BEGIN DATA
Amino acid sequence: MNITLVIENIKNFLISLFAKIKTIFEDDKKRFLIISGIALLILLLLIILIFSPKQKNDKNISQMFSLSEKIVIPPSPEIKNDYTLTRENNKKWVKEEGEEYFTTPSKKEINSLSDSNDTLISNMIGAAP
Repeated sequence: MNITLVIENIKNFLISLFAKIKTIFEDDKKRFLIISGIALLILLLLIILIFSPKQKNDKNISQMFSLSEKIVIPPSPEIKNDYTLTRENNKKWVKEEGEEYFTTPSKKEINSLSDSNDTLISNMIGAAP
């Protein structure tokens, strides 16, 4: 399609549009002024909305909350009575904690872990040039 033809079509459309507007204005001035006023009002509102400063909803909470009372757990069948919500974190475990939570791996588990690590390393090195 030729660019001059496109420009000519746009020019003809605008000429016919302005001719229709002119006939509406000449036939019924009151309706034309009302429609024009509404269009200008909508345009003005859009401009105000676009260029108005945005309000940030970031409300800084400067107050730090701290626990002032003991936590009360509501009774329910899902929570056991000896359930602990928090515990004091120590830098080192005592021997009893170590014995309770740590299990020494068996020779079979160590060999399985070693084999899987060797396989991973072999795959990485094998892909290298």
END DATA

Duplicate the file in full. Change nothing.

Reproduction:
Amino acid sequence: MNITLVIENIKNFLISLFAKIKTIFEDDKKRFLIISGIALLILLLLIILIFSPKQKNDKNISQMFSLSEKIVIPPSPEIKNDYTLTRENNKKWVKEEGEEYFTTPSKKEINSLSDSNDTLISNMIGAAP
Repeated sequence: MNITLVIENIKNFLISLFAKIKTIFEDDKKRFLIISGIALLILLLLIILIFSPKQKNDKNISQMFSLSEKIVIPPSPEIKNDYTLTRENNKKWVKEEGEEYFTTPSKKEINSLSDSNDTLISNMIGAAP
């Protein structure tokens, strides 16, 4: 399609549009002024909305909350009575904690872990040039 033809079509459309507007204005001035006023009002509102400063909803909470009372757990069948919500974190475990939570791996588990690590390393090195 030729660019001059496109420009000519746009020019003809605008000429016919302005001719229709002119006939509406000449036939019924009151309706034309009302429609024009509404269009200008909508345009003005859009401009105000676009260029108005945005309000940030970031409300800084400067107050730090701290626990002032003991936590009360509501009774329910899902929570056991000896359930602990928090515990004091120590830098080192005592021997009893170590014995309770740590299990020494068996020779079979160590060999399985070693084999899987060797396989991973072999795959990485094998892909290298």